Exploring Yaughton is made even more immersing due to the loud gospel tones that randomly present themselves. Though I loved this musical accompaniment, it seemed to begin at random moments and completely overpower the beautiful static sound of Yaughton. I understand the premise of these sounds is to emphasise exploration, but when I found myself in the middle of a corn field and the loud gospel music began, only for it to mute itself a few seconds later certainly for no reason; well it felt out of place.
Everybody’s Gone to the Rapture doesn’t offer much gameplay reasoning to experience the short adventure multiple times. But those wanting to try and clarify the vague conclusion to the narrative events, may find multiple playthroughs may help make the story more clear. Though as it stands, I find myself struggling to become excited for a second playthrough due to the ever-slow walking mechanics.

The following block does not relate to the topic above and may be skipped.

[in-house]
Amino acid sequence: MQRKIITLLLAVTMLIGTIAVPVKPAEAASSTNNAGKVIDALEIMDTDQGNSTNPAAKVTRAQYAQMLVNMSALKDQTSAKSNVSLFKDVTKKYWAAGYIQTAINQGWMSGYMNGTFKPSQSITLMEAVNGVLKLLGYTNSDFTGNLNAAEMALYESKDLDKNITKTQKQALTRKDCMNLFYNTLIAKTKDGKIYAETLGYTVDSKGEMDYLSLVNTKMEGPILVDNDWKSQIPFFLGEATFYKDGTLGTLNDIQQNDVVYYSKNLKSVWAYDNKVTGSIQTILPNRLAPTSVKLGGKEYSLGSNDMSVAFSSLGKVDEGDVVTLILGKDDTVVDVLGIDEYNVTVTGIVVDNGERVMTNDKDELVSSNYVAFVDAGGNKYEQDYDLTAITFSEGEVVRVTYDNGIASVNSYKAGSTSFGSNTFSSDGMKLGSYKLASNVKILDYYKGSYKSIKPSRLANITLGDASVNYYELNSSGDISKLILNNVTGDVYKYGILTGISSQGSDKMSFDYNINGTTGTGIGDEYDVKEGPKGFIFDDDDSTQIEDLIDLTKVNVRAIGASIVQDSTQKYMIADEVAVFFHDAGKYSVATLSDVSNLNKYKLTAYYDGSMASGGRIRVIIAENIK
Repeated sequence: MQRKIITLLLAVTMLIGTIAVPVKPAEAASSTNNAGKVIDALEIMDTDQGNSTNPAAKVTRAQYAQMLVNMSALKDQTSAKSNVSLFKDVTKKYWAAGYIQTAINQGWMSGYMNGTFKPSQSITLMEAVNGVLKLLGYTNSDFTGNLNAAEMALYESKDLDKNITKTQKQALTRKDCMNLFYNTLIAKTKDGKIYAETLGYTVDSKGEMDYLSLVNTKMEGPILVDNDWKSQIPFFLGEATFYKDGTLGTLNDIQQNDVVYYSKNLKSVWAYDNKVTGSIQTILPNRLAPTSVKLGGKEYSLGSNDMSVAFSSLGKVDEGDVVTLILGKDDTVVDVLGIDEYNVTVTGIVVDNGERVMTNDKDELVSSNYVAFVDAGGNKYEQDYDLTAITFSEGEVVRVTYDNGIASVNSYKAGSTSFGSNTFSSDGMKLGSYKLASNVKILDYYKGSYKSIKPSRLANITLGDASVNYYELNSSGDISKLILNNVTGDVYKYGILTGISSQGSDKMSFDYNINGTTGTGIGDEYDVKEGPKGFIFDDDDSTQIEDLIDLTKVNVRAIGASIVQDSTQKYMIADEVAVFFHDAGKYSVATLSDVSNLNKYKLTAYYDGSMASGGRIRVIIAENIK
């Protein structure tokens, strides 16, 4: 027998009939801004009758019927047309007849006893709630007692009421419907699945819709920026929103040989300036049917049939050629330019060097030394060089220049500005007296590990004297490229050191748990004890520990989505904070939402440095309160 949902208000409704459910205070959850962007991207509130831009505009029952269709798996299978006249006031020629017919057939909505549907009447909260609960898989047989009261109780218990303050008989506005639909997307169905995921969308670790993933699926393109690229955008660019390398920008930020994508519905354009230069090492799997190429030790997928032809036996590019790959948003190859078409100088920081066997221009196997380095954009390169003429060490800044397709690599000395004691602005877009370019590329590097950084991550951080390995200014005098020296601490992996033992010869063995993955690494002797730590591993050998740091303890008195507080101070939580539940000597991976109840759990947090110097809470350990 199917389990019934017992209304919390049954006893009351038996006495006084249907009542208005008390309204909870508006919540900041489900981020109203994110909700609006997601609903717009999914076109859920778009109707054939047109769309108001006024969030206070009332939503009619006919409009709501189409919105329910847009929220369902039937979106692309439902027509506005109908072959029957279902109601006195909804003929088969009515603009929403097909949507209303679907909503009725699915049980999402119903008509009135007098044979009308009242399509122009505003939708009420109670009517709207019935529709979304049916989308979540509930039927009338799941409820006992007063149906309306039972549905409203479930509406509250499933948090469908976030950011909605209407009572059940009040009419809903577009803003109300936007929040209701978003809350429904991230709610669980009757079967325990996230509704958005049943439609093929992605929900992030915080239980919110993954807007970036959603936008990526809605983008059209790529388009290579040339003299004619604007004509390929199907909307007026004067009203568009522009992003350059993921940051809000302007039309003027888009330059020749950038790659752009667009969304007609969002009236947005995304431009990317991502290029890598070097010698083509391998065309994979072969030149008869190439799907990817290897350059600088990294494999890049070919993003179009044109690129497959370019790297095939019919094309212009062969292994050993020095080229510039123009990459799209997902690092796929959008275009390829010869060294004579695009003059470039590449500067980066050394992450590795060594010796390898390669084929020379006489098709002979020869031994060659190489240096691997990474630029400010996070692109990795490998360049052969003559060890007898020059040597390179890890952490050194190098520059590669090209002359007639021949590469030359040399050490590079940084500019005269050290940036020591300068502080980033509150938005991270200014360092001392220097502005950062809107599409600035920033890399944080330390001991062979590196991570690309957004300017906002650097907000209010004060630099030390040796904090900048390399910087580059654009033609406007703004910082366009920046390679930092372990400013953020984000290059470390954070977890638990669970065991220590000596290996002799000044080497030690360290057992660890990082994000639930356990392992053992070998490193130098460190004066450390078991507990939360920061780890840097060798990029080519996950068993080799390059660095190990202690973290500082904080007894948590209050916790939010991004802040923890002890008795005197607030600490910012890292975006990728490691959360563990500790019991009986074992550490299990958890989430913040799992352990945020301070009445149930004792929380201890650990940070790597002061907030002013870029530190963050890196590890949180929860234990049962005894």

Everybody’s Gone to the Rapture is beautiful, there is no question and there are so many picturesque locations throughout this country town. As well as the interesting not-so-quaint underbelly of Yaughton, which is made more appealing due to brilliant voice acting and realistically written dialogue.
Everybody’s Gone to the Rapture isn’t a game for everyone, with the lack of gameplay variation most likely providing many purchasing decisions. But if you are like me and enjoy an interesting short story, Everybody’s Gone to the Rapture offers a good handful of well spent hours.
- Interesting plot that had me questioning the events till the very end.
- Well written dialogue, with great performances.
- The beautiful town of Yaughton.
- Vague conclusion to events.
- Cumbersome and painfully slow walk/sprint options.